In my world, there are three species from the Homo genus that make together a clade named the aquatic humans: Homo maritimus, Homo corpulentus, and Homo gigas (the names respectively mean "marine human", "corpulent human", and "gigantic human"). They are often respectively named "merfolk", "ogres", and "giants".

All these species have blubber (vascularized subcutaneous fat, the type of body fat that is the main thermoregulation system of marine mammals and penguins).

Aquatic humans can interbreed with anatomically modern humans, and the resulting offspring is sub-fertile (hybrid females are more likely to get polycystic ovarian syndrome, and endometriosis, and hybrid males are more likely to get oligospermia, and teratospermia, but most hybrid offspring can still reproduce).

So, I wonder if there is a real-life gene that potentially could mutate to make humans have blubber. The following features of this gene are:

  1. It is autosomal (non-sexual chromosomes, there are seven groups: group A which includes chromosomes 1 to 3, group B which includes chromosomes 4 and 5, group C which includes chromosomes 6 to 12, group D which includes chromosomes 13 to 15, group E which includes chromosomes 16 to 18, group F which includes chromosomes 19 and 20, and group G which includes chromosomes 21 and 22).
  2. Mutations tend to have incomplete dominance (in my world, the allele responsible for blubber causes vascularized fat only in the abdomen, the torso, and the neck when heterozygous, and it causes vascularized fat in both the trunk, and the limbs when homozygous).

Note 1: My merfolk do have feet and hands with digits, but they are both webbed (I want to go a realistic way). However, adult merfolk who do have neither gigantism nor dwarfism, nor who are morbidly obese, nor gaunt, are as massive as beluga whales.

Note 2: my giants, when adults, are as massive as polar bears.

Note 3: my ogres, when adults, are as heavy as the average silverback gorilla, but they are as tall as the average anatomically modern human NBA player.

  • 4
    $\begingroup$ Here's a list of genes and what they regulate. Pick one you like. they all have homologs in humans, even if the functions are slightly different. academic.oup.com/conphys/article/8/1/coaa082/5898274 $\endgroup$
    – DWKraus
    Commented Sep 30, 2022 at 1:25
  • $\begingroup$ Do we know what gene in, for example, seals causes blubber? If not, then this might be an impossible-to-answer question. If so, why can't you use that to solve your problem? $\endgroup$
    – JBH
    Commented Sep 30, 2022 at 2:07
  • 2
    $\begingroup$ How is blubber fundamentally different from fat? $\endgroup$
    – Rhymehouse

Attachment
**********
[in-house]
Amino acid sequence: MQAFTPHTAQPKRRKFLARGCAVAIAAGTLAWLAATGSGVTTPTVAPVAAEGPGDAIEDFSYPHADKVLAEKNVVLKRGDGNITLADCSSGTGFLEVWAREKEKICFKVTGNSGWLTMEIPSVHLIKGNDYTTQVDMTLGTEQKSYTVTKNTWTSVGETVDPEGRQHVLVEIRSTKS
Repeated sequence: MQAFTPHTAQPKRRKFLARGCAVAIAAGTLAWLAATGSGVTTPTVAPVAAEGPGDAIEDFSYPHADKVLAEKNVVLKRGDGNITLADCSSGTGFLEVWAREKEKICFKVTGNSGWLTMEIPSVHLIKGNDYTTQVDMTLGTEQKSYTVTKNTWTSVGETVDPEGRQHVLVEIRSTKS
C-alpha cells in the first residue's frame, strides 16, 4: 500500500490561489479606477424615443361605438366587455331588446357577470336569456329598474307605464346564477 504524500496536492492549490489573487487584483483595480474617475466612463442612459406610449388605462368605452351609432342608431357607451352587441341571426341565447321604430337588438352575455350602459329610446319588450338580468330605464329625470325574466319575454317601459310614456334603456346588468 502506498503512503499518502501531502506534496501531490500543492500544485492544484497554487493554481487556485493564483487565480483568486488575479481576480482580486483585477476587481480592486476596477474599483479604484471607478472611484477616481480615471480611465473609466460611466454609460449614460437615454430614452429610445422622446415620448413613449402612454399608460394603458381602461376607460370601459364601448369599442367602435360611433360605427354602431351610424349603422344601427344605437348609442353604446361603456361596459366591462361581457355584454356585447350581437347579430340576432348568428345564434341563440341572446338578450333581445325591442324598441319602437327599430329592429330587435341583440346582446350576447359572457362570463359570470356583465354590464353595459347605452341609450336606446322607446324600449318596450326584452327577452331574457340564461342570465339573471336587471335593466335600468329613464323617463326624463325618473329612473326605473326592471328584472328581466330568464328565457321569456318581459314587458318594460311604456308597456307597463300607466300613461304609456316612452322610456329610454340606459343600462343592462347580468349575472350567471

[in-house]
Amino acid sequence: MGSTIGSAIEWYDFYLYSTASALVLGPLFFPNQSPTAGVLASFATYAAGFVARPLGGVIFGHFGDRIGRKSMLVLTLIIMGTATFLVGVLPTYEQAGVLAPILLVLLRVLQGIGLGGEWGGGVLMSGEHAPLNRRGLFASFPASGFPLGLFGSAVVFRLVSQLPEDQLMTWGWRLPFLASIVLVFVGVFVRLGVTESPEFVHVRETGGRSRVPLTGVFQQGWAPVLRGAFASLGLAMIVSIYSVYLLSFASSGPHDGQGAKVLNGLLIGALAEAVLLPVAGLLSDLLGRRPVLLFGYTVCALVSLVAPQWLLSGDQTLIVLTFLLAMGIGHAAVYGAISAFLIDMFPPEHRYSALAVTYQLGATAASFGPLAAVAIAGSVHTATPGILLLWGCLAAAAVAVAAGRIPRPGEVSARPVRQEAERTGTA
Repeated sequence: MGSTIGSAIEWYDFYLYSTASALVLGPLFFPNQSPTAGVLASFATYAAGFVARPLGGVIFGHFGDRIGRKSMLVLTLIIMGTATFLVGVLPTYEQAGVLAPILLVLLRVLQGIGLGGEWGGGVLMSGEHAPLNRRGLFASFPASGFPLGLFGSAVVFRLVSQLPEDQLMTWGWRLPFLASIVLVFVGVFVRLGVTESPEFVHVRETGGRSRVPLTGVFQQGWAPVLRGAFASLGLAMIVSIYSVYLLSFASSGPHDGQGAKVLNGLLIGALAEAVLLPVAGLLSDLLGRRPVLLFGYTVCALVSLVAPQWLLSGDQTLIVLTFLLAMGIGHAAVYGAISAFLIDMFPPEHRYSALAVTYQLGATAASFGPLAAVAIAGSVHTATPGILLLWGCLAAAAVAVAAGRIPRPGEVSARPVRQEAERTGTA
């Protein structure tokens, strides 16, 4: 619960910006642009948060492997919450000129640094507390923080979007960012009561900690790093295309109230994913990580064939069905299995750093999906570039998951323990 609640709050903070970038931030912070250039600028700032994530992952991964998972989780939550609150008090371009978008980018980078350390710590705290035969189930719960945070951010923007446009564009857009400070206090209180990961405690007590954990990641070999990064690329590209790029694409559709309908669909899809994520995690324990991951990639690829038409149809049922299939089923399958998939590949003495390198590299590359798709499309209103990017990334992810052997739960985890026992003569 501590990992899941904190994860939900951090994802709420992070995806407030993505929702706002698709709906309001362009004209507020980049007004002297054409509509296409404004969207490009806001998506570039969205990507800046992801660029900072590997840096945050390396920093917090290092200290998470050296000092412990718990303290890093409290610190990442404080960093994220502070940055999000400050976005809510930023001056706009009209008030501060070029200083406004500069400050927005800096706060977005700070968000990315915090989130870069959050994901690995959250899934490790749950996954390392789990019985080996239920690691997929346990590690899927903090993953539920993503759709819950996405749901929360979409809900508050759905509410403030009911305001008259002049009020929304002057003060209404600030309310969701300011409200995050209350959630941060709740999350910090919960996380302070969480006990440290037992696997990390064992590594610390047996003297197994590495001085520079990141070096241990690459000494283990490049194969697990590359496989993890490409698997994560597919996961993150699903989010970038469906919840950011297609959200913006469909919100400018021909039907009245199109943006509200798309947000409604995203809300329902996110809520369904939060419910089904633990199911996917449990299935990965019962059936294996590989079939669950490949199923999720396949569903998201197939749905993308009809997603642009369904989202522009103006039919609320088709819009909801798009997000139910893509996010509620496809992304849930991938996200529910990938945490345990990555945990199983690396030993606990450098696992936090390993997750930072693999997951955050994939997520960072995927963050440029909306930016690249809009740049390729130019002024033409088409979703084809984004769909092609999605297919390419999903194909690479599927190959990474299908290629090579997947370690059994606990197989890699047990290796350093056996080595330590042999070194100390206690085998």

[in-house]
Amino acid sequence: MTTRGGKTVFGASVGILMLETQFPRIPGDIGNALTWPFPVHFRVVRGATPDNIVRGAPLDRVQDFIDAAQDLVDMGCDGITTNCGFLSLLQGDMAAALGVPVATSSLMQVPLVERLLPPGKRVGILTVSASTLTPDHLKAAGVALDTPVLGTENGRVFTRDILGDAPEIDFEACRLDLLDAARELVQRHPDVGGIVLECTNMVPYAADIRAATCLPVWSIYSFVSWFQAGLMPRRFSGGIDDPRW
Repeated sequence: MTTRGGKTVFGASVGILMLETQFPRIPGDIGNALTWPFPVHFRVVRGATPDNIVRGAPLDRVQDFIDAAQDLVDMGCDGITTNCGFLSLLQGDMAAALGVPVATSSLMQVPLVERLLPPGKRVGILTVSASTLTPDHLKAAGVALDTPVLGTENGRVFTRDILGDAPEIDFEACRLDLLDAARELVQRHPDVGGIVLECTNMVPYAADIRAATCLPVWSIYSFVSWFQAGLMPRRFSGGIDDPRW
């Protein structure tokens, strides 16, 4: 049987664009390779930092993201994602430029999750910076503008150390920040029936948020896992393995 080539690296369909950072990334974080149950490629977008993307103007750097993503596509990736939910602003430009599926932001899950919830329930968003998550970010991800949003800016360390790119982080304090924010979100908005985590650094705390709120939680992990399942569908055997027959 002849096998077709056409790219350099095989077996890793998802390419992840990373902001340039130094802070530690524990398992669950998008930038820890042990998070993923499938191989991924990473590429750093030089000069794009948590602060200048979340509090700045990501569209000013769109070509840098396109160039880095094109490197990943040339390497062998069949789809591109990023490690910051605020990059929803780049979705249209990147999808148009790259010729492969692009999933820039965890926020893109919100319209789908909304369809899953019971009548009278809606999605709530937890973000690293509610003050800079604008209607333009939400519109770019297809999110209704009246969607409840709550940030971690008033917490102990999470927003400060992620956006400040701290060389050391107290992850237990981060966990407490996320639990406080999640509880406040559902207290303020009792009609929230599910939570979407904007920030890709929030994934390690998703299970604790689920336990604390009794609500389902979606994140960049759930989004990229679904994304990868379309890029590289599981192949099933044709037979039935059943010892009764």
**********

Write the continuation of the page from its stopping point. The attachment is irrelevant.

Commented Sep 30, 2022 at 5:04
  • 2
    $\begingroup$ @Rhymehouse This encyclopedia says "Although most other types of adipose tissue contain small to moderate amounts of collagen, blubber is distinct in being greatly enriched in collagen and elastic fibers." $\endgroup$
    – Daron
    Commented Sep 30, 2022 at 7:48
  • $\begingroup$ @DWKraus I expect many other of the mammifereviolet4694 "what gene controls this?" questions can be answered the same way by looking at studies of the relevant animals. $\endgroup$
    – Daron
    Commented Sep 30, 2022 at 7:50

1 Answer 1


Frame chalenge: Pobably it would not be a single gene that could give humans blubber.

Gabriel Iglesias identifies six levels of fat.

  • Big
  • Healthy
  • Husky
  • Fluffy
  • Damn!
  • Oh! Hell no!

Your larger folk are going to be somwhere in the range of the largest two. The aquatic versions will have difficulty on land, say like a walrus.

But note that the life expectancy of a human even up to Fluffy is seriously reduced. Iglesias himself was advised by his doctor that his death was going to happen in months if he did not lose some weight.

There needs to be adjustments, at a minimum, to the locations and manner the fat is deposited. It needs to be disconnected from heart disease, diabetes, blood pressure inbalance, stroke, cancer, and a couple others I am forgetting just now. Normal humans now who are up to the Fluffy level have highly elevated rates of all of these conditions.

Combining that with the other adaptations seems to indicate that it will need to be tweaks (or more drastic changes) to many genes. The difference between a water-adapated humanoid and a land-adapted one is going to involve changes to many genes.


You must log in to answer this question.

Not the answer you're looking for? Browse other questions tagged .